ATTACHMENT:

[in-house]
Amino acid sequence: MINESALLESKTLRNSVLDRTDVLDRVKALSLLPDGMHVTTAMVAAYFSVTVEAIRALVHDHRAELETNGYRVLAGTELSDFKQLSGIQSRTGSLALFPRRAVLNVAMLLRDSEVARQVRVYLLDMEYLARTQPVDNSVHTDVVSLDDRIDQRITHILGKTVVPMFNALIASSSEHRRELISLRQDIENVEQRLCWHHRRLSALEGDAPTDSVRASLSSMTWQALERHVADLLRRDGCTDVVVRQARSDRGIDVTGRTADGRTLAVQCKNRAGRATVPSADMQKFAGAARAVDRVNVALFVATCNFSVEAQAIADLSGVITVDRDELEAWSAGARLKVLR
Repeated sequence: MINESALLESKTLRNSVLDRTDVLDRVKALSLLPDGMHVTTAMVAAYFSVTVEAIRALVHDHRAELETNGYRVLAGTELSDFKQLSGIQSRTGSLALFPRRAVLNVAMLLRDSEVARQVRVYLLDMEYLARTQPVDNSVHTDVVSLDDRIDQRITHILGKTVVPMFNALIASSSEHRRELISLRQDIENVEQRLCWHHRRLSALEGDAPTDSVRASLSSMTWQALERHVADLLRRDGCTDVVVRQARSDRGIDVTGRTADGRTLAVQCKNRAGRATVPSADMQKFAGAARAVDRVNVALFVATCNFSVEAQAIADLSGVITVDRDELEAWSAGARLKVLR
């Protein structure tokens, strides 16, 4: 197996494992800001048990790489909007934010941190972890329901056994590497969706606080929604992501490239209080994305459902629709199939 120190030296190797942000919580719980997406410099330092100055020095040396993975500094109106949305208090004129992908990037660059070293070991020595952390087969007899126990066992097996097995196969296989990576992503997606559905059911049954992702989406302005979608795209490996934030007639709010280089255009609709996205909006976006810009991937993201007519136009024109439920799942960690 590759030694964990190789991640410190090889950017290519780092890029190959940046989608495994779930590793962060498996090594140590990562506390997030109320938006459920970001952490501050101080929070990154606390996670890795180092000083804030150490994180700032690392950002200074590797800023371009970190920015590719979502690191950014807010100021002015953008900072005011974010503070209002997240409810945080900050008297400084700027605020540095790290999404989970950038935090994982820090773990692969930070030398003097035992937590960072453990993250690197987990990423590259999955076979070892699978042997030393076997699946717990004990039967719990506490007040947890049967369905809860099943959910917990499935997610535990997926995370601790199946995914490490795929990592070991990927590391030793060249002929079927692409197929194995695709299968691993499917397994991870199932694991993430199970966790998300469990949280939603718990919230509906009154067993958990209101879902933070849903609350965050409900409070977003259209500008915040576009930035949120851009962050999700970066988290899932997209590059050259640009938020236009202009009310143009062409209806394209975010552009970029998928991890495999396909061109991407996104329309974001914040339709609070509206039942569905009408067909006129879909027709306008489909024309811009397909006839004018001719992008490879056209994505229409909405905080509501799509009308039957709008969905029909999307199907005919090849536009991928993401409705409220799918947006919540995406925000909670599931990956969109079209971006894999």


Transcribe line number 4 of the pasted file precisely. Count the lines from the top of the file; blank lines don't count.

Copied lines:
């Protein structure tokens, strides 16, 4: 197996494992800001048990790489909007934010941190972890329901056994590497969706606080929604992501490239209080994305459902629709199939 120190030296190797942000919580719980997406410099330092100055020095040396993975500094109106949305208090004129992908990037660059070293070991020595952390087969007899126990066992097996097995196969296989990576992503997606559905059911049954992702989406302005979608795209490996934030007639709010280089255009609709996205909006976006810009991937993201007519136009024109439920799942960690 590759030694964990190789991640410190090889950017290519780092890029190959940046989608495994779930590793962060498996090594140590990562506390997030109320938006459920970001952490501050101080929070990154606390996670890795180092000083804030150490994180700032690392950002200074590797800023371009970190920015590719979502690191950014807010100021002015953008900072005011974010503070209002997240409810945080900050008297400084700027605020540095790290999404989970950038935090994982820090773990692969930070030398003097035992937590960072453990993250690197987990990423590259999955076979070892699978042997030393076997699946717990004990039967719990506490007040947890049967369905809860099943959910917990499935997610535990997926995370601790199946995914490490795929990592070991990927590391030793060249002929079927692409197929194995695709299968691993499917397994991870199932694991993430199970966790998300469990949280939603718990919230509906009154067993958990209101879902933070849903609350965050409900409070977003259209500008915040576009930035949120851009962050999700970066988290899932997209590059050259640009938020236009202009009310143009062409209806394209975010552009970029998928991890495999396909061109991407996104329309974001914040339709609070509206039942569905009408067909006129879909027709306008489909024309811009397909006839004018001719992008490879056209994505229409909405905080509501799509009308039957709008969905029909999307199907005919090849536009991928993401409705409220799918947006919540995406925000909670599931990956969109079209971006894999």